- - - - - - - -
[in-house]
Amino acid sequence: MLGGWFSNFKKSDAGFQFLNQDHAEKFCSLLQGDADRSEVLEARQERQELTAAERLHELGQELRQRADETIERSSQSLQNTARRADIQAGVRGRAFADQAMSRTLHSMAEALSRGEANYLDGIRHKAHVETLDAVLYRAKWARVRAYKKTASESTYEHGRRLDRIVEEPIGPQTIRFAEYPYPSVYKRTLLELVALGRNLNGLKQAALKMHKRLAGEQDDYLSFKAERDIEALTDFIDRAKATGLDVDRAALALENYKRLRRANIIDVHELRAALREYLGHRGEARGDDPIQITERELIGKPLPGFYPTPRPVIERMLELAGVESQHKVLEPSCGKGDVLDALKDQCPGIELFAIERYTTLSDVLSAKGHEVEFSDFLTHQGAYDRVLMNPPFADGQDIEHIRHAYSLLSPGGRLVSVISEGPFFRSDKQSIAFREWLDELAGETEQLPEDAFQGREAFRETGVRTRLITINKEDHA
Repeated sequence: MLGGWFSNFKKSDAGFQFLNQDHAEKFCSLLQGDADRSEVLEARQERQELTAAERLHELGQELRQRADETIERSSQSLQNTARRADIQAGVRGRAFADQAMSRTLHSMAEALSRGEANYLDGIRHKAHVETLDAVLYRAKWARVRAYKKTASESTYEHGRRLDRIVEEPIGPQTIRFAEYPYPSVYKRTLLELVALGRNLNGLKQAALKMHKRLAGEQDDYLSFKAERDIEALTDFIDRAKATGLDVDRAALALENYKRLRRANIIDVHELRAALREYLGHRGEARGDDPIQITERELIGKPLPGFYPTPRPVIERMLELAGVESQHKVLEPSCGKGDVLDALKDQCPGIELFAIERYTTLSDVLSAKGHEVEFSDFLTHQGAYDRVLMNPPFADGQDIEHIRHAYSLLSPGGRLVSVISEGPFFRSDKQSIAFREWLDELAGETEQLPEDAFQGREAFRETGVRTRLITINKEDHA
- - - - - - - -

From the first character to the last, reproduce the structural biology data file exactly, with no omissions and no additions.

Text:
[in-house]
Amino acid sequence: MLGGWFSNFKKSDAGFQFLNQDHAEKFCSLLQGDADRSEVLEARQERQELTAAERLHELGQELRQRADETIERSSQSLQNTARRADIQAGVRGRAFADQAMSRTLHSMAEALSRGEANYLDGIRHKAHVETLDAVLYRAKWARVRAYKKTASESTYEHGRRLDRIVEEPIGPQTIRFAEYPYPSVYKRTLLELVALGRNLNGLKQAALKMHKRLAGEQDDYLSFKAERDIEALTDFIDRAKATGLDVDRAALALENYKRLRRANIIDVHELRAALREYLGHRGEARGDDPIQITERELIGKPLPGFYPTPRPVIERMLELAGVESQHKVLEPSCGKGDVLDALKDQCPGIELFAIERYTTLSDVLSAKGHEVEFSDFLTHQGAYDRVLMNPPFADGQDIEHIRHAYSLLSPGGRLVSVISEGPFFRSDKQSIAFREWLDELAGETEQLPEDAFQGREAFRETGVRTRLITINKEDHA
Repeated sequence: MLGGWFSNFKKSDAGFQFLNQDHAEKFCSLLQGDADRSEVLEARQERQELTAAERLHELGQELRQRADETIERSSQSLQNTARRADIQAGVRGRAFADQAMSRTLHSMAEALSRGEANYLDGIRHKAHVETLDAVLYRAKWARVRAYKKTASESTYEHGRRLDRIVEEPIGPQTIRFAEYPYPSVYKRTLLELVALGRNLNGLKQAALKMHKRLAGEQDDYLSFKAERDIEALTDFIDRAKATGLDVDRAALALENYKRLRRANIIDVHELRAALREYLGHRGEARGDDPIQITERELIGKPLPGFYPTPRPVIERMLELAGVESQHKVLEPSCGKGDVLDALKDQCPGIELFAIERYTTLSDVLSAKGHEVEFSDFLTHQGAYDRVLMNPPFADGQDIEHIRHAYSLLSPGGRLVSVISEGPFFRSDKQSIAFREWLDELAGETEQLPEDAFQGREAFRETGVRTRLITINKEDHA